“I’ll probably won’t be alive by Christmas,” she told the PI.
She underestimated her life span by seven months.
At the same time that Barbara told Finch that she was suing for divorce, Carole moved to Las Vegas, where she became a cocktail waitress. She later said that she left because she did not want to be named as a co-respondent in the divorce case.
Finch joined Carole in her apartment near the Las Vegas Strip and according to the police who would investigate Barbara’s killing, tried to hire an ex-con to kill her for $1,400. As is often the case in matters like this, the ex-con, Jack Cody, simply took the money and ran. He would resurface during the murder trial, however.
As a result of Cody’s betrayal, Finch and Carole returned to West Covina and on July 18, 1959, they showed up at the Finches’ sprawling home there.
With a “Do It Yourself Murder Kit,” they stalked out the house until Barbara returned from an evening at the local tennis club. The kit contained sedatives, a hypodermic needle, clothesline, a knife, and a .38-caliber pistol.
Finch accosted his wife in the garage and she screamed. While Carole watched nearby, Finch knocked out his wife.
“She yelled for help like something terrible was going on,” the maid said.
Marie Anne, hearing the scream, ran into the garage where she was shot at by Finch. He then grabbed her head and smashed it into the garage wall, leaving a grapefruit-sized hole. The blow rendered the maid unconscious. When she regained consciousness, Finch ordered her into his wife’s red convertible, where Barbara, also revived was sitting.
“I was crying and crying,” Marie Anne testified. “Dr. Finch entered on the left and demanded the car keys.
“She was looking for something,” the maid continued. “He said, ‘If you don’t do it, I’ll kill you, and I mean it.’”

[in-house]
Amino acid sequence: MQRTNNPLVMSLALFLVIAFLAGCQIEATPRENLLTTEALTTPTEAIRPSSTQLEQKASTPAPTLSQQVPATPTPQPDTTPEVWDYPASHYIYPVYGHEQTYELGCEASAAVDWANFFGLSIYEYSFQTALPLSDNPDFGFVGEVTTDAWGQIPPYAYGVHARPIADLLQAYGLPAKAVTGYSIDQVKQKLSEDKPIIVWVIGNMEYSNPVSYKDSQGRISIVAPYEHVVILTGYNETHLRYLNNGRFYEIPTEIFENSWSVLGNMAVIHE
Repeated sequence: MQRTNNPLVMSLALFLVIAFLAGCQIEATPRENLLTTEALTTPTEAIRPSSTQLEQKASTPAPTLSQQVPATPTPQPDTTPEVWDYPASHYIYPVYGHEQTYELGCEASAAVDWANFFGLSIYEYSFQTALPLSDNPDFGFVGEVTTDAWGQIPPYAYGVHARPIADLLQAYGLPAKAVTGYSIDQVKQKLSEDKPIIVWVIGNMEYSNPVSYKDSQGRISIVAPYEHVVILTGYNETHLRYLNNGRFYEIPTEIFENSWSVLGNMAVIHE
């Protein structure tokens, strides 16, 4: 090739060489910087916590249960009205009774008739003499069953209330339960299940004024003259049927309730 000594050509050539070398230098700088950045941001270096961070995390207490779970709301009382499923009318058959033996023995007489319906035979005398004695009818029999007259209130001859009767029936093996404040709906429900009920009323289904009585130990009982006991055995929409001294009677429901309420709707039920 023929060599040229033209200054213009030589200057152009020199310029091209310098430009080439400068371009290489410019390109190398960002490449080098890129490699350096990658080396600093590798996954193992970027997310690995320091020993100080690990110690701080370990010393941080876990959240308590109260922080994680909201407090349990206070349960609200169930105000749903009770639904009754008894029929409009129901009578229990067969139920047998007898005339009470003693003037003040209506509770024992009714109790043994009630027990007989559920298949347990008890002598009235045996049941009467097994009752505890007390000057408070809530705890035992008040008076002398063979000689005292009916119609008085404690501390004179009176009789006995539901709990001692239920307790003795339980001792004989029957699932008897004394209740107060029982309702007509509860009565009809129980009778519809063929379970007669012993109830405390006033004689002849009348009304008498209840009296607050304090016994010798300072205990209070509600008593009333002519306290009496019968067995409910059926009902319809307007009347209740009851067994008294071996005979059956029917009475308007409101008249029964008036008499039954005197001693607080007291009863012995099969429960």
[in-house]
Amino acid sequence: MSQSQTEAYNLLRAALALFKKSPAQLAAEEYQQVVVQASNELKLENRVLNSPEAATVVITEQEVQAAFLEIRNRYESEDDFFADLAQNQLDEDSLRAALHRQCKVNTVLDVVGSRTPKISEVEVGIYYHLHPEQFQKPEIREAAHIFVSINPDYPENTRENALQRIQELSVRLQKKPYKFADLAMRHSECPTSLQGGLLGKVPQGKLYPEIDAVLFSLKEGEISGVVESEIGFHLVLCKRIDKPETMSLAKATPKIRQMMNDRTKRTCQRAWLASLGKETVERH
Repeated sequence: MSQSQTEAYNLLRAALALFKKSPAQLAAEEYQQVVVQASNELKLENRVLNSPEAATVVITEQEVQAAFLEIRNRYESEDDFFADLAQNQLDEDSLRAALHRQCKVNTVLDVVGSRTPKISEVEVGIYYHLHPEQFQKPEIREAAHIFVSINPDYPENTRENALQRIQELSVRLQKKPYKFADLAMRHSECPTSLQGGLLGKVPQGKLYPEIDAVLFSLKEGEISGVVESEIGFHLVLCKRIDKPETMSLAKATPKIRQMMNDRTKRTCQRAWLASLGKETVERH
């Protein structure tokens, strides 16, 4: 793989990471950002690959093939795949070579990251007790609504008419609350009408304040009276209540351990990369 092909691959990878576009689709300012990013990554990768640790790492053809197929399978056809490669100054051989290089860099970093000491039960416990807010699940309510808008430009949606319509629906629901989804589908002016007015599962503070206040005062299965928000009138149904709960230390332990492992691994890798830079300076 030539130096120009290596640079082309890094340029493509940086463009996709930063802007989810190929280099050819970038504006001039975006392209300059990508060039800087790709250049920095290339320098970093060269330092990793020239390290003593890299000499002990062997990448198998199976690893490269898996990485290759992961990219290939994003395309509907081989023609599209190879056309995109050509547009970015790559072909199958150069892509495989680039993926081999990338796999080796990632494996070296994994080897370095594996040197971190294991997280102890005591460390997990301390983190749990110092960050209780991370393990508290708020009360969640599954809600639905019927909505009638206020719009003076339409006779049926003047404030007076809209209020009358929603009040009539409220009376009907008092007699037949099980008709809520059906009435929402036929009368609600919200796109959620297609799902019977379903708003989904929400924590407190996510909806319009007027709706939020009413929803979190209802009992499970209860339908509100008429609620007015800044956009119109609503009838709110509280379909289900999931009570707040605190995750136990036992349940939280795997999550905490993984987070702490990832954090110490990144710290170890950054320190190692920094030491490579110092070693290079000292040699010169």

Barbara leapt out of the car and ran, with Finch pursuing. Meanwhile, Marie Anne managed to get into the house and called police.
“I heard the second shot and I heard her yell ‘Help.’”
That second shot entered Barbara’s body just below her shoulder blade and exited below her heart. She died on the spot.
In the six or seven minutes it took police to respond, Carole and Finch fled, returning to Las Vegas, where they were arrested.
Finch took the stand in his own defense, as did Carole. They each claimed that Barbara was the one who drew the gun, and that she was shot during a scuffle for control of the weapon.
In the spring of 1961 — after the first trial ended in a hung jury over the question of the degree of the offense — Finch and Carole were both convicted of first degree murder and sentenced to life in prison.
Carole served 8 years of her sentence before she was paroled. She changed her name.
Finch served 10 years in San Quentin before he also received parole. He moved out of state, had his medical license reinstated, remarried, and died in 1995 at the age of 77. Carole lives under an assumed name and resides in the West Covina, California area (2012).